Foothill abortion vaccine awaits approval
With expenses and the cost of maintaining a ranch constantly on the rise, obtaining a calf from every mother cow becomes increasingly important to an operation’s bottom line. For decades, however, ranchers in the foothill regions surrounding California’s Sierra Nevada mountains have taken elevated abortion rates and reduced calf crops as a matter of course. These often devastating economic losses are the result of Epizootic Bovine Abortion, an abortive disease commonly known as foothill abortion. However, relief may be in sight for ranchers in the afflicted area. According to researchers at the University of California, Davis (UC Davis) School of Veterinary Medicine, a long awaited vaccine for the disease is completing the development phase, and USDA approval now represents the final hurdle before it can be made available.
Foothill abortion is a bacterial infection resulting from the bite of the Pajaroello (pa-ha-WAY-lo) tick, a soft shelled tick that makes its home in dry dirt around trees, brush and rocks. These areas are also favored as bedding areas by cattle and wildlife, providing the tick with ample opportunity to feed. Once infected, a cow exhibits no outward symptoms. However, without a functioning immune system, an unborn calf is a prime target for the as yet unnamed bacteria carried by the tick. Cattle that are infected between 30 and 200 days gestation will typically abort sometime during the third trimester. While some infected cows do carry their calves to full term, these calves are born very weak, and normally do not survive. Once gestation has reached 6.5 months, fetal calves have developed sufficient immunity to prevent the disease from taking hold, and are unaffected.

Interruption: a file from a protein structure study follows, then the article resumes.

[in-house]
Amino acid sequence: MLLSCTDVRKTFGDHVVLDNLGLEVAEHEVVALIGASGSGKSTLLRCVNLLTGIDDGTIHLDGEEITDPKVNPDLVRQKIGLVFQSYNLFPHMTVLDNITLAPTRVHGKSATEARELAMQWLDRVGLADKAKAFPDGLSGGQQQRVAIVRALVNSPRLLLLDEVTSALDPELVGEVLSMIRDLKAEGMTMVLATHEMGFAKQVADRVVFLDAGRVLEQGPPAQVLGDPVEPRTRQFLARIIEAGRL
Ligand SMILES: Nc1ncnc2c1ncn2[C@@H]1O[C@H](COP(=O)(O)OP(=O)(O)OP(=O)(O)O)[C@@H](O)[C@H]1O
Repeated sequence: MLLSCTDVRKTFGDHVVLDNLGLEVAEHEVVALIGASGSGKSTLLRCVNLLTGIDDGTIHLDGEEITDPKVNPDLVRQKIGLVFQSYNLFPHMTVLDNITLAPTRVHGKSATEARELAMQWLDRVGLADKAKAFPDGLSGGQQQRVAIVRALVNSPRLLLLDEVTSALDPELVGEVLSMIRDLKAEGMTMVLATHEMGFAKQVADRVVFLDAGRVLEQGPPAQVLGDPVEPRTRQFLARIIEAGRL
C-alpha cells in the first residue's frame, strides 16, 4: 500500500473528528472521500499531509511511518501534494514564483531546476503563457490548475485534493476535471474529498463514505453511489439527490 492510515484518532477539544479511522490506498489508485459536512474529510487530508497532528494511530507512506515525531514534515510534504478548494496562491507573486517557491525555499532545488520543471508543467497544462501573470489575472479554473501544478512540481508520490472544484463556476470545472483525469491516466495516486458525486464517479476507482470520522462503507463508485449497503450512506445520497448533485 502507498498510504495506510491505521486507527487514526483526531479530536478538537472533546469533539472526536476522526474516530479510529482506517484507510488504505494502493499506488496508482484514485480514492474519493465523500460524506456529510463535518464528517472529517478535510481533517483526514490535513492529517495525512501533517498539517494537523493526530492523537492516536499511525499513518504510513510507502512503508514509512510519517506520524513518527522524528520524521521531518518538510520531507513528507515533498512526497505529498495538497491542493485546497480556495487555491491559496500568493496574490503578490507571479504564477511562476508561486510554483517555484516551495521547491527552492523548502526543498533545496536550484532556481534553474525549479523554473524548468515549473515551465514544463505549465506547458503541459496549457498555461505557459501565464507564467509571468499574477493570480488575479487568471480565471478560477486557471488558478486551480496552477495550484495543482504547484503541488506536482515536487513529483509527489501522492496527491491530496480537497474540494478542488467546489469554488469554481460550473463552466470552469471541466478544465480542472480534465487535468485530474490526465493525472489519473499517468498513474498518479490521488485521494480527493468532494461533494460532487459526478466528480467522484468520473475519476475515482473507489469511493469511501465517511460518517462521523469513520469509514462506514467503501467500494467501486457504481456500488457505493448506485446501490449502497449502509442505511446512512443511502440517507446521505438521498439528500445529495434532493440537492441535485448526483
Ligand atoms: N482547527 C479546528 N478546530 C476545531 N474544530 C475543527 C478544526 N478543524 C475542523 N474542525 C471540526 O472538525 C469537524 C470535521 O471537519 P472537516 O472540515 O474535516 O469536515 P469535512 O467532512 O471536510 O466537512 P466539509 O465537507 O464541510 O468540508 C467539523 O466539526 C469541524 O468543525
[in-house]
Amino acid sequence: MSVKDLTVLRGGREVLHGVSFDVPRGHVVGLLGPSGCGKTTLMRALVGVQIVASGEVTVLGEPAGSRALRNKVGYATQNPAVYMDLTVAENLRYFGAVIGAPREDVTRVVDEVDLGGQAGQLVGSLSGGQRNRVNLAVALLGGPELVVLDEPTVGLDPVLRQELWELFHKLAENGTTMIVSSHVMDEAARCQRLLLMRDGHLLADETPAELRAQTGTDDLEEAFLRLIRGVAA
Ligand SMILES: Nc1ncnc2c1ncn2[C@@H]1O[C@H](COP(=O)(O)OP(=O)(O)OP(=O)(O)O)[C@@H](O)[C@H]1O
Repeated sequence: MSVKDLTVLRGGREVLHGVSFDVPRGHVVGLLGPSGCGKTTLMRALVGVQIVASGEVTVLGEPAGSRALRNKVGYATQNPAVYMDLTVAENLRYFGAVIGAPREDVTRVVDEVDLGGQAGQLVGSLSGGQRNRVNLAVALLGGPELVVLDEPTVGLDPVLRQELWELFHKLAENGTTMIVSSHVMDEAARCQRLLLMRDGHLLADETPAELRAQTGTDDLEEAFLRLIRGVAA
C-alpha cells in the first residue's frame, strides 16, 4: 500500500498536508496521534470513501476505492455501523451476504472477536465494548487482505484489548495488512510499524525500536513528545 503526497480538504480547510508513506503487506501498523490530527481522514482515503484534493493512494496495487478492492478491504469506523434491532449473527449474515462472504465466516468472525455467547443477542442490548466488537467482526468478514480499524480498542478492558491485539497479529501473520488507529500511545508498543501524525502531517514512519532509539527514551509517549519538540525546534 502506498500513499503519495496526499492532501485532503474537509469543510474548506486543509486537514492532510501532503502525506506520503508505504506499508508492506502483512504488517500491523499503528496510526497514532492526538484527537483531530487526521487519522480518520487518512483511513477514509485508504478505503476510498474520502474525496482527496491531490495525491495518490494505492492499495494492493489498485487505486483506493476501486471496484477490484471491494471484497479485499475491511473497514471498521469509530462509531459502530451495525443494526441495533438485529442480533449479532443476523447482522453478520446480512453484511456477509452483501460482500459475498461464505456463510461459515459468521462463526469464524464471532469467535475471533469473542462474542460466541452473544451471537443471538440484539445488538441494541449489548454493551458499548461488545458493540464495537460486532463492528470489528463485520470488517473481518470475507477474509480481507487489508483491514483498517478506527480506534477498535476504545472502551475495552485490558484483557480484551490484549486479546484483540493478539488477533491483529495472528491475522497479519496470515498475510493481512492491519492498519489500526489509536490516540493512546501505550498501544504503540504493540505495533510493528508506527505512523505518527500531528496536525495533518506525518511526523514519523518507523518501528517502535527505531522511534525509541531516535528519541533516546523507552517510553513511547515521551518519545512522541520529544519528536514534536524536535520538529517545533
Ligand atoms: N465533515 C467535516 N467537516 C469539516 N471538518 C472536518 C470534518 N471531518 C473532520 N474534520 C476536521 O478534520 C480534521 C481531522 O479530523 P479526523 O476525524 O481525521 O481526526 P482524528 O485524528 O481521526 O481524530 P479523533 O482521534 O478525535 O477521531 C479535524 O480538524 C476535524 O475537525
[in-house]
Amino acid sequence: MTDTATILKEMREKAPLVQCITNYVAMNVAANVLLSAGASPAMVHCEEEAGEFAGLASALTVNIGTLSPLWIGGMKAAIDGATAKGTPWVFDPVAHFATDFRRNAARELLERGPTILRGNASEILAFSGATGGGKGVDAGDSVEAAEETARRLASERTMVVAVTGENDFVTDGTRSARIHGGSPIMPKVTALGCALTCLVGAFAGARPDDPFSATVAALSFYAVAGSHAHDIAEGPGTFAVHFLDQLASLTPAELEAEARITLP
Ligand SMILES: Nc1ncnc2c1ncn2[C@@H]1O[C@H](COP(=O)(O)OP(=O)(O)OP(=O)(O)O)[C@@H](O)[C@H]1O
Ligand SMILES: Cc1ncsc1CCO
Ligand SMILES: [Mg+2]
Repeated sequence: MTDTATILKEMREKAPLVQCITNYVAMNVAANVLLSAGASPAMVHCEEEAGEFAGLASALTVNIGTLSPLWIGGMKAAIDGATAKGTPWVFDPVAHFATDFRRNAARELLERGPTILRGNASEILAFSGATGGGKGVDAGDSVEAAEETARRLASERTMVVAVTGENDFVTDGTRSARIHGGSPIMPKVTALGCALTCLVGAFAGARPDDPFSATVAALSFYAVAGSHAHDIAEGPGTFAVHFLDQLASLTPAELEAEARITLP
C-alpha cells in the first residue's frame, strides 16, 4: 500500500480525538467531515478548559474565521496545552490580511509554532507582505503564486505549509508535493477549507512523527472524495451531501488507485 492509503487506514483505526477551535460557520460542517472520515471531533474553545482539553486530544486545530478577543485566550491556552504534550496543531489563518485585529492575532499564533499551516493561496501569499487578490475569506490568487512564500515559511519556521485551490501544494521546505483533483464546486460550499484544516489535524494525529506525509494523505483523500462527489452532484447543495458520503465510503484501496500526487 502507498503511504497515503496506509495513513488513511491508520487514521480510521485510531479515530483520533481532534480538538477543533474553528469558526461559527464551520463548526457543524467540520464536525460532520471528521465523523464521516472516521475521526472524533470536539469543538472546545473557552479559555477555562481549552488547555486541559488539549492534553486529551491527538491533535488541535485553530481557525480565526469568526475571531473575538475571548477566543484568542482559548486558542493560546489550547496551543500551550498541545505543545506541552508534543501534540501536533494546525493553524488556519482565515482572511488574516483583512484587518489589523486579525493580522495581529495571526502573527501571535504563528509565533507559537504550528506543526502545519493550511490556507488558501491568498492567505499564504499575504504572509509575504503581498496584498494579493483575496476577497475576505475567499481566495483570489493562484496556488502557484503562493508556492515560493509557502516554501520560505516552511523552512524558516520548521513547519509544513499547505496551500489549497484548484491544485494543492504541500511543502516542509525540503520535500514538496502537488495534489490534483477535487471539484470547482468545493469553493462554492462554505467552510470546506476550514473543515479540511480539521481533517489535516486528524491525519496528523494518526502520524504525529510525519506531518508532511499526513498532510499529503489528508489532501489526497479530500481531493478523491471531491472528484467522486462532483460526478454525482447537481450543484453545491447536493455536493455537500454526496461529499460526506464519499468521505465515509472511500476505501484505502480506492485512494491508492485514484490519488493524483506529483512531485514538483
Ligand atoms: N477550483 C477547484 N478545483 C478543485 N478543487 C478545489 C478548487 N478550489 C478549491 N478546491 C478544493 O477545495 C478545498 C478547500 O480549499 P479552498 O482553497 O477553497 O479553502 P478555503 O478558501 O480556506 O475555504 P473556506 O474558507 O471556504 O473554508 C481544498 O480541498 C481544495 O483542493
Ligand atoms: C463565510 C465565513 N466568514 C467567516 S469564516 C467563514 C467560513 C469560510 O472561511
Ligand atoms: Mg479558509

The disease has plagued California ranchers for decades, costing producers in that state $6.4 million annually. It is estimated that foothill abortion results in a 10-15 percent abortion rate in that state, resulting in the loss of 45,000-90,000 calves per year.